It's after midnight, on Sunday. For the past few nights, the sandman has not come to visit me at a decent hour. Last night, it was sometime after 3am! I have restless legs, and they are moving at full speed. I try to fall asleep before the leg jerks start, but I never can.

So instead of getting frustrated, I thought that I would let you know about a telephone call that I received yesterday afternoon (Saturday). The surgeon whom I saw at the second hospital, who is named in the letter written to the hospital...whom we feel failed to do his job...called me. He felt that it was something that he should do.

He had a lot to say, and his tone was genuine, and un-rushed. He did apologize for what I have endured, and he agreed that surgery was needed. He thought that I was getting it...from the gyne department. He referred to it as mis-communication between the two departments.

I feel good that he called. Honestly, I think that we are all surprised that he did call, or at least call himself. It doesn't mean that the patient safety review is off the table...this slate is not clean.
But this has been a good start.

I'll keep you posted,


fast action

I barely hit the PUBLISH POST button on my previous post (making it viewable to all) when I received a telephone call from the OTHER hospital involved. The patient relations office wanted to let me know that they have received the letters, and the Patient Safety Review that we have requested is underway.

The review could take over a month, as the staff members that perform it, do so on their "own time". Interesting.


the truth about letters

My recent hospital and health experience has been emotional. I believe (as do many others) that the situation, for the most part, was unavoidable. That isn't to say that appendicitis is avoidable, but the hospitals and doctors did not do their respective jobs. My situation was not handled efficiently, effectively, or within basic medical practice.

For the past few weeks, Ladyfingers has lived and breathed this experience. She felt, along with the support of Dude, Jason and myself (and others too many to name here) that questions needed to be asked, and a thorough investigation into my entire ordeal needs to be made.

On Tuesday, we mailed about a dozen letters, directed towards two hospital CEO's, all doctors involved, and patient advocates. The amount of time, thought, and energy that went into these letters would blow your mind. Every detail was carefully recounted (often more than once) and then put to paper articulately and purposefully.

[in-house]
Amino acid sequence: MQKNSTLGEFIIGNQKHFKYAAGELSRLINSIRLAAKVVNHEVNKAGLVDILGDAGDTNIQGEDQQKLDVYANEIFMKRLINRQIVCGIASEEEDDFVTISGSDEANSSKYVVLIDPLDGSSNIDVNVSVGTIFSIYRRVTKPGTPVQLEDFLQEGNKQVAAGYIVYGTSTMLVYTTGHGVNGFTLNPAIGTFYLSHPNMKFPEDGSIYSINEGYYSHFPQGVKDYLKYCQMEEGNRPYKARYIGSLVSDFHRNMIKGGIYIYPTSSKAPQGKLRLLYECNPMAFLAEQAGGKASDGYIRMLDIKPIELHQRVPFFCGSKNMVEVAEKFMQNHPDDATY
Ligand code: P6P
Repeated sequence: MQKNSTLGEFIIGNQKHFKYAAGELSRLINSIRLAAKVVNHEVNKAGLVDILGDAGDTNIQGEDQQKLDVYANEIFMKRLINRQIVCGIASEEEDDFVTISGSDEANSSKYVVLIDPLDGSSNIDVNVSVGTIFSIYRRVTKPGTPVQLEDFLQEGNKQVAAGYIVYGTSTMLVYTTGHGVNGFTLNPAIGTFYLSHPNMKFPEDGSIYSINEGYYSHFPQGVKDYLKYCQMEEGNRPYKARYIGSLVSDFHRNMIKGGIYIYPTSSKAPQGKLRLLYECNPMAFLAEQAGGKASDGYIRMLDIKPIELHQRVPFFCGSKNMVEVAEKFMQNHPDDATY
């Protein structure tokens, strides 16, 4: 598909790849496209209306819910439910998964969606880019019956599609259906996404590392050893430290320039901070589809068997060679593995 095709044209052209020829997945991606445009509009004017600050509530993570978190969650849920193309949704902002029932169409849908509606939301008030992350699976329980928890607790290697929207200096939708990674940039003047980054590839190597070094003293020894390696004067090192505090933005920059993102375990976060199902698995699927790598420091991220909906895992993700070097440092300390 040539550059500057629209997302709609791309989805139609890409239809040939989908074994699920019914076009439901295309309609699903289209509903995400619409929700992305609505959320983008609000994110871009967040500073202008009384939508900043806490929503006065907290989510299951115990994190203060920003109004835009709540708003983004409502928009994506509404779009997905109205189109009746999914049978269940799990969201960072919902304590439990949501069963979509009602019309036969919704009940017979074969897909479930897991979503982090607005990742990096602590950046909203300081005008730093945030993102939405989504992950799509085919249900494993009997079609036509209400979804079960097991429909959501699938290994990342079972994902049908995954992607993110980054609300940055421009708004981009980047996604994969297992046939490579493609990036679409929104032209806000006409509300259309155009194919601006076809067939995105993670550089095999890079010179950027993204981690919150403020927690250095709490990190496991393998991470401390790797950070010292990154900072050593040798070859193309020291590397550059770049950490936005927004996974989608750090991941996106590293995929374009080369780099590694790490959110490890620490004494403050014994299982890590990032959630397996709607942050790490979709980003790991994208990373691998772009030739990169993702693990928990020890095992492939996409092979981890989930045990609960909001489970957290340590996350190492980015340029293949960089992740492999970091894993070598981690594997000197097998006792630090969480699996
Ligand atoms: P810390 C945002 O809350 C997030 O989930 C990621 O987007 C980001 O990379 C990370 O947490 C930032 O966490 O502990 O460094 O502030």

Among the people who support the letters, there are people who do not. But why? Maybe if you have never gone through such a situation you don't understand. Maybe if you aren't close to someone who has gone through the situation you don't understand. Maybe if you don't allow yourself to open up to the reality and possibility of emotion in life you don't understand. Or maybe you don't understand, if you are afraid of repercussion, or rocking the boat.

The letters are written because the institutions and people employed by the institutions need to be aware that their actions have repercussions. They need to be reminded that they are dealing with human beings, who not only have emotions, but have intricately designed bodies that can be harmed and scarred. Letters have the ability to remind the machine (or the boat) that real people are involved.

And if you are sitting here reading this, thinking to yourself, "So what. Good luck getting a response". Shame on you.

We mailed the letters on Tuesday, and by Thursday evening, we had our first response. My mom and dad, and Jason and I, received an e-mail from the President and CEO of one of the hospitals. He will seek out answers to our questions, and he apologized for the trauma that I went through.

And....if you are still skeptical...no, it isn't a form letter. By acknowledging our letter, he has put himself out there. We know that he knows...the ball may be in his court, but the power is in ours.

Little bits about my life with MS